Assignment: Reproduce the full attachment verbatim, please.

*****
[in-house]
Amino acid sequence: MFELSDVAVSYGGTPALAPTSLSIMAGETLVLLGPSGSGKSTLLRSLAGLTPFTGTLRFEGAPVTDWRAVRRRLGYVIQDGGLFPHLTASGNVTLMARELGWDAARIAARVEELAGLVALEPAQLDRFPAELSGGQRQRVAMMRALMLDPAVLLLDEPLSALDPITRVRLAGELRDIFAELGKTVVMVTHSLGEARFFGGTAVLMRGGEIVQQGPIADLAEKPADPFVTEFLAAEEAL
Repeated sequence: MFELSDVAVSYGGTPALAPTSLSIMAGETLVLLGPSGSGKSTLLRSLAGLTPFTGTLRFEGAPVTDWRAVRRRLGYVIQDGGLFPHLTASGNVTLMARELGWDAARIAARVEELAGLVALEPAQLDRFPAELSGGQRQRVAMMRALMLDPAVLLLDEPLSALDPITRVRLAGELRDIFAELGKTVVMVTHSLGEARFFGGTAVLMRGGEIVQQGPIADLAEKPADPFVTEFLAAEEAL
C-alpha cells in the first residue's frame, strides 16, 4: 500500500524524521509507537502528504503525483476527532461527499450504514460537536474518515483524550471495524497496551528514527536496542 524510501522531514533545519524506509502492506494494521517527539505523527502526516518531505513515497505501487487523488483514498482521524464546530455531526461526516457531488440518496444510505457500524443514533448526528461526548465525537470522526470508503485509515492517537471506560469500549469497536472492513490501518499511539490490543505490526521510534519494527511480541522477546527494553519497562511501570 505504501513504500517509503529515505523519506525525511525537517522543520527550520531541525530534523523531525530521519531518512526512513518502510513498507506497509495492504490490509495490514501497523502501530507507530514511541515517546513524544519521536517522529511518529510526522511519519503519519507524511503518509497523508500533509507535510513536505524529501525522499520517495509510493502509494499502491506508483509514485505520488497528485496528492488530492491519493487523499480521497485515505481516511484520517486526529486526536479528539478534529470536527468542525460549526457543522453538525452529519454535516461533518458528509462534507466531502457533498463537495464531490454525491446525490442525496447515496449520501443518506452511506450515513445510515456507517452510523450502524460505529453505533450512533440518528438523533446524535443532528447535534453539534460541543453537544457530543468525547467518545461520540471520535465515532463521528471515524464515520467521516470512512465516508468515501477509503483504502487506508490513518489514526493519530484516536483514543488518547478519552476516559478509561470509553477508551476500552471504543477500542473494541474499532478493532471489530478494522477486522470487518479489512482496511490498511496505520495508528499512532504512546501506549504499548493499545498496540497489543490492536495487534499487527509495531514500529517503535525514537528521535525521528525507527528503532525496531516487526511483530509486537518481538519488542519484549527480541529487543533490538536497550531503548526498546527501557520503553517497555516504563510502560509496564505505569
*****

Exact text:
[in-house]
Amino acid sequence: MFELSDVAVSYGGTPALAPTSLSIMAGETLVLLGPSGSGKSTLLRSLAGLTPFTGTLRFEGAPVTDWRAVRRRLGYVIQDGGLFPHLTASGNVTLMARELGWDAARIAARVEELAGLVALEPAQLDRFPAELSGGQRQRVAMMRALMLDPAVLLLDEPLSALDPITRVRLAGELRDIFAELGKTVVMVTHSLGEARFFGGTAVLMRGGEIVQQGPIADLAEKPADPFVTEFLAAEEAL
Repeated sequence: MFELSDVAVSYGGTPALAPTSLSIMAGETLVLLGPSGSGKSTLLRSLAGLTPFTGTLRFEGAPVTDWRAVRRRLGYVIQDGGLFPHLTASGNVTLMARELGWDAARIAARVEELAGLVALEPAQLDRFPAELSGGQRQRVAMMRALMLDPAVLLLDEPLSALDPITRVRLAGELRDIFAELGKTVVMVTHSLGEARFFGGTAVLMRGGEIVQQGPIADLAEKPADPFVTEFLAAEEAL
C-alpha cells in the first residue's frame, strides 16, 4: 500500500524524521509507537502528504503525483476527532461527499450504514460537536474518515483524550471495524497496551528514527536496542 524510501522531514533545519524506509502492506494494521517527539505523527502526516518531505513515497505501487487523488483514498482521524464546530455531526461526516457531488440518496444510505457500524443514533448526528461526548465525537470522526470508503485509515492517537471506560469500549469497536472492513490501518499511539490490543505490526521510534519494527511480541522477546527494553519497562511501570 505504501513504500517509503529515505523519506525525511525537517522543520527550520531541525530534523523531525530521519531518512526512513518502510513498507506497509495492504490490509495490514501497523502501530507507530514511541515517546513524544519521536517522529511518529510526522511519519503519519507524511503518509497523508500533509507535510513536505524529501525522499520517495509510493502509494499502491506508483509514485505520488497528485496528492488530492491519493487523499480521497485515505481516511484520517486526529486526536479528539478534529470536527468542525460549526457543522453538525452529519454535516461533518458528509462534507466531502457533498463537495464531490454525491446525490442525496447515496449520501443518506452511506450515513445510515456507517452510523450502524460505529453505533450512533440518528438523533446524535443532528447535534453539534460541543453537544457530543468525547467518545461520540471520535465515532463521528471515524464515520467521516470512512465516508468515501477509503483504502487506508490513518489514526493519530484516536483514543488518547478519552476516559478509561470509553477508551476500552471504543477500542473494541474499532478493532471489530478494522477486522470487518479489512482496511490498511496505520495508528499512532504512546501506549504499548493499545498496540497489543490492536495487534499487527509495531514500529517503535525514537528521535525521528525507527528503532525496531516487526511483530509486537518481538519488542519484549527480541529487543533490538536497550531503548526498546527501557520503553517497555516504563510502560509496564505505569